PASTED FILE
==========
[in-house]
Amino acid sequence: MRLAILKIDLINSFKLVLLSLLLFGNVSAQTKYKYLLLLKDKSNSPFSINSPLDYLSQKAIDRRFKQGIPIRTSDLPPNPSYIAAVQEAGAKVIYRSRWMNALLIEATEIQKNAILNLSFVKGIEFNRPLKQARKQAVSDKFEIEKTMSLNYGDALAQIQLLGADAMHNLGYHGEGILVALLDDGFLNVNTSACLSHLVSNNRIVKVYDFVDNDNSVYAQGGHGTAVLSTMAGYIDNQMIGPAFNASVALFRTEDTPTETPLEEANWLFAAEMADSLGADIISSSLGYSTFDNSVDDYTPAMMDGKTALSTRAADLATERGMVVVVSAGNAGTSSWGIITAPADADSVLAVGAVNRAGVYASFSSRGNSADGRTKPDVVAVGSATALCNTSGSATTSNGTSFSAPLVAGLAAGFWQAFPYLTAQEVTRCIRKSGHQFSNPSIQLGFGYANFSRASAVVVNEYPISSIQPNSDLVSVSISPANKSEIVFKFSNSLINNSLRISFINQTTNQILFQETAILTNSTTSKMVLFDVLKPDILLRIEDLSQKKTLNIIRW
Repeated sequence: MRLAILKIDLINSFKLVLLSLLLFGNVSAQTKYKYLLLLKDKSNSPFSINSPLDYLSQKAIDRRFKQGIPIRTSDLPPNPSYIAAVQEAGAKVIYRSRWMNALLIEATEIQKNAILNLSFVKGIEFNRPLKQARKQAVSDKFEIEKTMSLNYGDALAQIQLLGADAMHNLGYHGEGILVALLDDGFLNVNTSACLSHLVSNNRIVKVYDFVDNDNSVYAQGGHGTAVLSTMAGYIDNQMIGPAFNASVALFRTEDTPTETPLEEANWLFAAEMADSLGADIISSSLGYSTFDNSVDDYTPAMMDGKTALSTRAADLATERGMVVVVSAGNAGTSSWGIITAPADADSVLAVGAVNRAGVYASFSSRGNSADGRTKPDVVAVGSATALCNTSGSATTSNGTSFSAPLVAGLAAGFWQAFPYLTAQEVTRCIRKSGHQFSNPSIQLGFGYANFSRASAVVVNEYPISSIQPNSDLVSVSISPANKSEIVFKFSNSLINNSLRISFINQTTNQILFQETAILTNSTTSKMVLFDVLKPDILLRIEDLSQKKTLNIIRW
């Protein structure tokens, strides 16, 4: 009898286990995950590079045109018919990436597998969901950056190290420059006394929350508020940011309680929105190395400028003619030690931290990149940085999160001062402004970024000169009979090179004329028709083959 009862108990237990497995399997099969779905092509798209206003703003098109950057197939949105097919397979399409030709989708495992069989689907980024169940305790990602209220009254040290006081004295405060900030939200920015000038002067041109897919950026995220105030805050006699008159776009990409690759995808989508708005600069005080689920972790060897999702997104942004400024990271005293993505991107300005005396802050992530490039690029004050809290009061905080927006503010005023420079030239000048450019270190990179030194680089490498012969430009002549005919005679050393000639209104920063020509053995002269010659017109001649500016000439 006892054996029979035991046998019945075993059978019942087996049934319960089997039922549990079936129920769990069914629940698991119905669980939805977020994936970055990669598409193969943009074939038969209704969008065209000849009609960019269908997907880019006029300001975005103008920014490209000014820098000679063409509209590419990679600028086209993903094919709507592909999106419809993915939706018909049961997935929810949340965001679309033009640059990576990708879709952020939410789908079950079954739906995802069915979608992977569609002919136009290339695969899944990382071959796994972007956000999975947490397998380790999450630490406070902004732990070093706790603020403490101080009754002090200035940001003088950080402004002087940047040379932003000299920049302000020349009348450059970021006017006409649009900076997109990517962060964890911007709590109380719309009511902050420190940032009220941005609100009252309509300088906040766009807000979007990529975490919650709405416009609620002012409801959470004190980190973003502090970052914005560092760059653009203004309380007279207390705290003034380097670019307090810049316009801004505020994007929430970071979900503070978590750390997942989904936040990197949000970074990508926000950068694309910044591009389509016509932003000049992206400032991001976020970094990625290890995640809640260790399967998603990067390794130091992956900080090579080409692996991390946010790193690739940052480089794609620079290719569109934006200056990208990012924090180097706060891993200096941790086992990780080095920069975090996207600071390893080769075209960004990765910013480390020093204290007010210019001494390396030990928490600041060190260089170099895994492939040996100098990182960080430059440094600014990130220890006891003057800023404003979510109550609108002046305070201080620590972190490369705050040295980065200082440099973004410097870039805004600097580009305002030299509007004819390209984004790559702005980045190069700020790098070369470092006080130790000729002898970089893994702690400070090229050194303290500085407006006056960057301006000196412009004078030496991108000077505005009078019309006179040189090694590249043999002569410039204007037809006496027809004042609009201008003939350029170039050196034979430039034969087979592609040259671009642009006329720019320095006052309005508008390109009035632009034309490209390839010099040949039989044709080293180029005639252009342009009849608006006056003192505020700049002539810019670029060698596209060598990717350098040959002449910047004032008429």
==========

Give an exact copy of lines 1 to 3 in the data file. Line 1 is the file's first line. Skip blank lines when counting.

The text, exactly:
[in-house]
Amino acid sequence: MRLAILKIDLINSFKLVLLSLLLFGNVSAQTKYKYLLLLKDKSNSPFSINSPLDYLSQKAIDRRFKQGIPIRTSDLPPNPSYIAAVQEAGAKVIYRSRWMNALLIEATEIQKNAILNLSFVKGIEFNRPLKQARKQAVSDKFEIEKTMSLNYGDALAQIQLLGADAMHNLGYHGEGILVALLDDGFLNVNTSACLSHLVSNNRIVKVYDFVDNDNSVYAQGGHGTAVLSTMAGYIDNQMIGPAFNASVALFRTEDTPTETPLEEANWLFAAEMADSLGADIISSSLGYSTFDNSVDDYTPAMMDGKTALSTRAADLATERGMVVVVSAGNAGTSSWGIITAPADADSVLAVGAVNRAGVYASFSSRGNSADGRTKPDVVAVGSATALCNTSGSATTSNGTSFSAPLVAGLAAGFWQAFPYLTAQEVTRCIRKSGHQFSNPSIQLGFGYANFSRASAVVVNEYPISSIQPNSDLVSVSISPANKSEIVFKFSNSLINNSLRISFINQTTNQILFQETAILTNSTTSKMVLFDVLKPDILLRIEDLSQKKTLNIIRW
Repeated sequence: MRLAILKIDLINSFKLVLLSLLLFGNVSAQTKYKYLLLLKDKSNSPFSINSPLDYLSQKAIDRRFKQGIPIRTSDLPPNPSYIAAVQEAGAKVIYRSRWMNALLIEATEIQKNAILNLSFVKGIEFNRPLKQARKQAVSDKFEIEKTMSLNYGDALAQIQLLGADAMHNLGYHGEGILVALLDDGFLNVNTSACLSHLVSNNRIVKVYDFVDNDNSVYAQGGHGTAVLSTMAGYIDNQMIGPAFNASVALFRTEDTPTETPLEEANWLFAAEMADSLGADIISSSLGYSTFDNSVDDYTPAMMDGKTALSTRAADLATERGMVVVVSAGNAGTSSWGIITAPADADSVLAVGAVNRAGVYASFSSRGNSADGRTKPDVVAVGSATALCNTSGSATTSNGTSFSAPLVAGLAAGFWQAFPYLTAQEVTRCIRKSGHQFSNPSIQLGFGYANFSRASAVVVNEYPISSIQPNSDLVSVSISPANKSEIVFKFSNSLINNSLRISFINQTTNQILFQETAILTNSTTSKMVLFDVLKPDILLRIEDLSQKKTLNIIRW